I’ve grown to love MySQL, but every now and then it has some strange restriction that temporarily stumps me. Then I discover a marvelous workaround and fall in love with it all over again.
This hack lets you overcome the restriction that you’re not allowed to have a subquery in FROM clause of a VIEW. The trick is to refactor the subquery into a view of its own, which you can then join to in the VIEW you want! The subquery is likely to be something you’ll re-use anyway, so this is doubly useful.
Here’s a worked example.
I’m working with some currency information for products that is (unfortunately) denormalised into columns instead of being Boyce-Codd normal form. You see this a lot in databases as it can make front-end code easier, but it makes it hard to work with in SQL.
It looks like this:
I’ve renamed and simplified tables and columns here to make the example clearer.
When payments come in, they’re in a specific currency and they may be discounted from the standard package price. I want to create a view that gives me exchange rates so I can report total revenues in a common currency. I need to use the exchange rate that reflects the prices stored in the packages.
I want to be able to join a payment that came in against a package with the effective exchange rate for that currency in that package, so I need a view that shows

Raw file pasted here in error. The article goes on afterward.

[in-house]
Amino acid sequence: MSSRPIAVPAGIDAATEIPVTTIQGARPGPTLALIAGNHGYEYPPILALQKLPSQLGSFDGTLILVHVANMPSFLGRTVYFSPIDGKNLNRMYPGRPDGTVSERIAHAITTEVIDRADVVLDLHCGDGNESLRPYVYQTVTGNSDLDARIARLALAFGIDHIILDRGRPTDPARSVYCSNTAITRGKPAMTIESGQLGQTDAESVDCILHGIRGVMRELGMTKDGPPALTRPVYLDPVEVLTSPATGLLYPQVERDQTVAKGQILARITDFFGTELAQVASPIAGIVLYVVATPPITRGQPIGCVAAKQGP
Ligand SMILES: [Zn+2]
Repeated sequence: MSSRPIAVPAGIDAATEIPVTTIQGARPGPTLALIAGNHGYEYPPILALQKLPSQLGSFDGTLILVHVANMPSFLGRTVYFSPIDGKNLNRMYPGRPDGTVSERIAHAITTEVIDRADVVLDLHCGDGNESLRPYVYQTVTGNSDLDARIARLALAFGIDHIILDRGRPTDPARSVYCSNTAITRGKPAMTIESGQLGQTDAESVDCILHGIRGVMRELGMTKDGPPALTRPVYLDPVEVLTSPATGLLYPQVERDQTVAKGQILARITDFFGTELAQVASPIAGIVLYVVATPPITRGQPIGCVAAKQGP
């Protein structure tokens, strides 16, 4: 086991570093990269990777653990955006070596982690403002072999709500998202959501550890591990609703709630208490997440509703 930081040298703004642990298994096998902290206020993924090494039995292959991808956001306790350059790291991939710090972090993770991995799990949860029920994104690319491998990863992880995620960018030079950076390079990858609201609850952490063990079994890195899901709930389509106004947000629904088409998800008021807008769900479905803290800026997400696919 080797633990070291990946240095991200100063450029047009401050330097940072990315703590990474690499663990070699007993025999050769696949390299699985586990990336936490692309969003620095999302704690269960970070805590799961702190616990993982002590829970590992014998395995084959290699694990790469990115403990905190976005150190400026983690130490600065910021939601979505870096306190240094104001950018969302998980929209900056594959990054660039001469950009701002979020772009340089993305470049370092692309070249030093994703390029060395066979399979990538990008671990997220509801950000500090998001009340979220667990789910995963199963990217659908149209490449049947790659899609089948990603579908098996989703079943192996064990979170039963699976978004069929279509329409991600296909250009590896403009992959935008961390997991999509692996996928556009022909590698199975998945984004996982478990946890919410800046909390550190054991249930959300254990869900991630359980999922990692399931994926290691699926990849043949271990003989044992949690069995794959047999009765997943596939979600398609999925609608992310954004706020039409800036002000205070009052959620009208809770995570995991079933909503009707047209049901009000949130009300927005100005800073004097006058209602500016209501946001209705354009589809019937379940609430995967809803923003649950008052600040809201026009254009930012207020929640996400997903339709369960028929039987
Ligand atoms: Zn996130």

package_id, currency, per_GBP.
To get this, I want to join a list of active currencies with the packages, and do a CASE on each currency to give the ratio in question. Easy enough, it looks like this:
-- NB: this DOESN'T WORK create or replace view exchange_rates as select packages.id , active_currencies.currency , CASE currency WHEN 'GBP' THEN 1.0 WHEN 'USD' THEN price_usd / price_gbp WHEN 'EUR' THEN price_eur / price_gbp WHEN 'CAD' THEN price_cad / price_gbp -- etc END as per_GBP from ( select distinct currency from payments) as active_currencies -- unfortunately currently ILLEGAL in MySQL join packages -- deliberate cross join ;
MySQL spits a dummy over this, but we can trick it into playing nicely like this:
create or replace view active_currencies as select distinct currency from payments ; create or replace view exchange_rates as select packages.id , active_currencies.currency , CASE currency WHEN 'GBP' THEN 1.0 WHEN 'USD' THEN price_usd / price_gbp WHEN 'EUR' THEN price_eur / price_gbp WHEN 'CAD' THEN price_cad / price_gbp -- etc END as per_GBP from active_currencies -- ah, that's better! join packages -- deliberate cross join ;
Now, when to convert payments to a common currency (GBP), I just join to my exchange_rates view on the package id and the currency and then use the exchange rate to convert to GBP!
Since I’m likely to use active currencies elsewhere, it’s actually a bonus to have this view. I suspect this technique may be an alternative use using this hack with stored procedures to solve restrictions with VIEWs containing group/count aggregate functions.